19 May 2015
The Black Business Council has hailed the signing of a memorandum of understanding between the Department of Trade and Industry and South African Airways (SAA) to develop and support inclusive sourcing and procurement.
The council’s secretary-general, Xolani Qubeka, said the signing of the agreement on 18 May was a bold and decisive move.
It was signed by Deputy Minister of Trade and Industry Mzwandile Masina and the chairperson of the SAA board, Dudu Myeni. The agreement was concerned with the procurement opportunities that would be made available to black industrialists at SAA.
“As the Black Business Council, we are very excited about the bold and decisive move that the [department] and SAA has made to open opportunities for black industrialists at SAA. This is in line with radical economic transformation. We are therefore looking forward to collaborating with SAA and the [department] to ensure that our members and all of the black business community can access these opportunities,” said Qubeka.
SAA announced yesterday that black companies should be granted more than 50% of the R20-billion spent by the airline on procuring goods in the next three years. It said: “Successful implementation of the new three-year SAA Supplier Development Programme will see up to 50% of all consumable supplies sourced from empowered enterprises by end 2018.”
This was “music to the ears of black businesspeople”, Qubeka said.
“The most important thing now is for our black companies to be ready and make sure that they are competent and are able to respond appropriately to these opportunities. It is also important that companies, particularly those that are in the manufacturing sector, need to fully understand the type of market that they will be accessing as a result of this agreement.”
Speaking at the signing of the agreement, Masina described it as a historic milestone. It was part of the government’s efforts towards radical economic transformation aimed at ensuring that blacks participated actively and meaningfully in the mainstream economy.
“This is not a patronage scheme for people who are not qualified to do things. We are speaking about millions of South Africans who are qualified and capable to provide many goods and services required by the SAA,” he said.
“We are committing ourselves to working with the SAA and other stakeholders, including business, to make sure that of the R20-billion that SAA is spending on procuring goods and services, at least R10-billion should go to black business.”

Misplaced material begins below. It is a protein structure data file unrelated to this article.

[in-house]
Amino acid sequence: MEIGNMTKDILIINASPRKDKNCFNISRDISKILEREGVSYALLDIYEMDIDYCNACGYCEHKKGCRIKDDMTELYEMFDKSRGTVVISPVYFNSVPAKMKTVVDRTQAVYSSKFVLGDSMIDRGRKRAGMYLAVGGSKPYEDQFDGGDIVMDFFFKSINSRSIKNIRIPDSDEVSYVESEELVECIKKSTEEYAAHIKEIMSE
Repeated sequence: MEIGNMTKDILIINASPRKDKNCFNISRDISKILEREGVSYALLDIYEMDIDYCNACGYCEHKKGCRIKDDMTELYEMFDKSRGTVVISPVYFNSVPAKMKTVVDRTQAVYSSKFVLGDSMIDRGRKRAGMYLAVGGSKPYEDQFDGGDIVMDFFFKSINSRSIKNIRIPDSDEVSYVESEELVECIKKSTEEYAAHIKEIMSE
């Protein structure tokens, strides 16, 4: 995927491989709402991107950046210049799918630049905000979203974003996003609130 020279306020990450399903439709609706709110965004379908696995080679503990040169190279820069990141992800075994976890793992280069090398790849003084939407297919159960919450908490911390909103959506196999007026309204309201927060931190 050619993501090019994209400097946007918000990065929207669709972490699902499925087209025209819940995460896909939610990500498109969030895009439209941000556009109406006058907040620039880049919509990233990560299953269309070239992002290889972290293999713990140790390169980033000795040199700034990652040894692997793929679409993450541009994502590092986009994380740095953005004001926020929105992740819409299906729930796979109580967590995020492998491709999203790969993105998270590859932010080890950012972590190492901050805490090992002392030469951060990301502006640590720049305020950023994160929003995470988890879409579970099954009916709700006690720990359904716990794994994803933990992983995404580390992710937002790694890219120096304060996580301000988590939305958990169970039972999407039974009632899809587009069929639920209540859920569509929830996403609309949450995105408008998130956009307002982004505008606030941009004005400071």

The Department of Trade and Industry would help to capacitate black entrepreneurs through its Black Industrialists Programme, Masina said, so that they could take full advantage of the opportunities at SAA.
SAA’s board said it also resolved to accelerate its enterprise development programme and focus on inclusive opportunities for black-owned, women-owned, disabled- and youth-owned businesses. In partnership with the department, the airline would source potential suppliers and provide training and development assistance through regular seminars and engagement sessions around the country.
It was SAA’s “intention to assume an active leadership role in enterprise development in South African aviation”, said Myeni. “Transformation and inclusive participation in the economy does not begin and end with employment equity alone.”
Masina called on other organisations to follow the example of SAA: “The government and all public institutions must creatively utilise their public procurement capabilities to leverage the emergence and support for this entrepreneurial class of black industrialists that must drive the broad transformation of our economy.”
According to a 2013 study by Oxford Economics, the SAA Group contributes R9.2- billion to the South African gross domestic product (0.3%), of which R1.6-billion is contributed through spending by employees and the company’s supply chain. In addition, 16 400 jobs are created directly through SAA’s supply chain.